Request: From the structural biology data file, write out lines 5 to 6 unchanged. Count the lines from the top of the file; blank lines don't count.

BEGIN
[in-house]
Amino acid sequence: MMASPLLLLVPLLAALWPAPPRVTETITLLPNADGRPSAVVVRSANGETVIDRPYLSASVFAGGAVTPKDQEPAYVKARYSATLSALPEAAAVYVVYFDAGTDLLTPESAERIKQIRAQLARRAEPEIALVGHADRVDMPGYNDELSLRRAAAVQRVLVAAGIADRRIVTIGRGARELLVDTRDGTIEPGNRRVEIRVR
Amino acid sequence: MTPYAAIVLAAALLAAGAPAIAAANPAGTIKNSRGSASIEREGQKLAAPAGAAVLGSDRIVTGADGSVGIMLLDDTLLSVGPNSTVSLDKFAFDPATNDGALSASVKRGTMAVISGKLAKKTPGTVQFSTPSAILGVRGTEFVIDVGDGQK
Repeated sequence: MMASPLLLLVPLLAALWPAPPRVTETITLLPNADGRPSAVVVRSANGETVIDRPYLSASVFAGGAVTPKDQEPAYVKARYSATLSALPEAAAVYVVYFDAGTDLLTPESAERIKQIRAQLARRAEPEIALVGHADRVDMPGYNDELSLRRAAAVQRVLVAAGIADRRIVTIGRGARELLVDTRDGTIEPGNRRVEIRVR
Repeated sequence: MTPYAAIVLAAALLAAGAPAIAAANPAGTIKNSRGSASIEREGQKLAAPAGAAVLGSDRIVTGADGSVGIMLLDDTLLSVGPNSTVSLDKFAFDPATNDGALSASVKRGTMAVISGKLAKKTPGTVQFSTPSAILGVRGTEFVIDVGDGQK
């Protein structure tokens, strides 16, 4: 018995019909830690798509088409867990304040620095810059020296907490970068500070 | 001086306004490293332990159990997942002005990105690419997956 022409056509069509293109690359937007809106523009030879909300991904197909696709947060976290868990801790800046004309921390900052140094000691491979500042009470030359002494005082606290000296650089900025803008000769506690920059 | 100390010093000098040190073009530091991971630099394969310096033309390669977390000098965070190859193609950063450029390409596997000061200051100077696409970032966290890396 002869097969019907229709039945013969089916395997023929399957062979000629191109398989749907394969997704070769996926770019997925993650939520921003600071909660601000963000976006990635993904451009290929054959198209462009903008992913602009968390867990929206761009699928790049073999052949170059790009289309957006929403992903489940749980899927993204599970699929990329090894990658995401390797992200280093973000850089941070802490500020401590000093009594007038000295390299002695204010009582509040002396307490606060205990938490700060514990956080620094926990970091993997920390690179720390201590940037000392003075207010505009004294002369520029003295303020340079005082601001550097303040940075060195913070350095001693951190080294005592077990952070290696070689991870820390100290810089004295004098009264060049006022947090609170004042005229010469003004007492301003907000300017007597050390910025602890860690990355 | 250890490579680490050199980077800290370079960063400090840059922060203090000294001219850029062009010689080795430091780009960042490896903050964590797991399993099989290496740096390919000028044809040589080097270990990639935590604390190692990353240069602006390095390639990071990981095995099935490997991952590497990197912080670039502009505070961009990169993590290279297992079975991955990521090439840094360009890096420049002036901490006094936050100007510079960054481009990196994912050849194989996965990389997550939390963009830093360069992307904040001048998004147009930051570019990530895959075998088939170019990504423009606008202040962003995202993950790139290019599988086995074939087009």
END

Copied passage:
Repeated sequence: MTPYAAIVLAAALLAAGAPAIAAANPAGTIKNSRGSASIEREGQKLAAPAGAAVLGSDRIVTGADGSVGIMLLDDTLLSVGPNSTVSLDKFAFDPATNDGALSASVKRGTMAVISGKLAKKTPGTVQFSTPSAILGVRGTEFVIDVGDGQK
């Protein structure tokens, strides 16, 4: 018995019909830690798509088409867990304040620095810059020296907490970068500070 | 001086306004490293332990159990997942002005990105690419997956 022409056509069509293109690359937007809106523009030879909300991904197909696709947060976290868990801790800046004309921390900052140094000691491979500042009470030359002494005082606290000296650089900025803008000769506690920059 | 100390010093000098040190073009530091991971630099394969310096033309390669977390000098965070190859193609950063450029390409596997000061200051100077696409970032966290890396 002869097969019907229709039945013969089916395997023929399957062979000629191109398989749907394969997704070769996926770019997925993650939520921003600071909660601000963000976006990635993904451009290929054959198209462009903008992913602009968390867990929206761009699928790049073999052949170059790009289309957006929403992903489940749980899927993204599970699929990329090894990658995401390797992200280093973000850089941070802490500020401590000093009594007038000295390299002695204010009582509040002396307490606060205990938490700060514990956080620094926990970091993997920390690179720390201590940037000392003075207010505009004294002369520029003295303020340079005082601001550097303040940075060195913070350095001693951190080294005592077990952070290696070689991870820390100290810089004295004098009264060049006022947090609170004042005229010469003004007492301003907000300017007597050390910025602890860690990355 | 250890490579680490050199980077800290370079960063400090840059922060203090000294001219850029062009010689080795430091780009960042490896903050964590797991399993099989290496740096390919000028044809040589080097270990990639935590604390190692990353240069602006390095390639990071990981095995099935490997991952590497990197912080670039502009505070961009990169993590290279297992079975991955990521090439840094360009890096420049002036901490006094936050100007510079960054481009990196994912050849194989996965990389997550939390963009830093360069992307904040001048998004147009930051570019990530895959075998088939170019990504423009606008202040962003995202993950790139290019599988086995074939087009």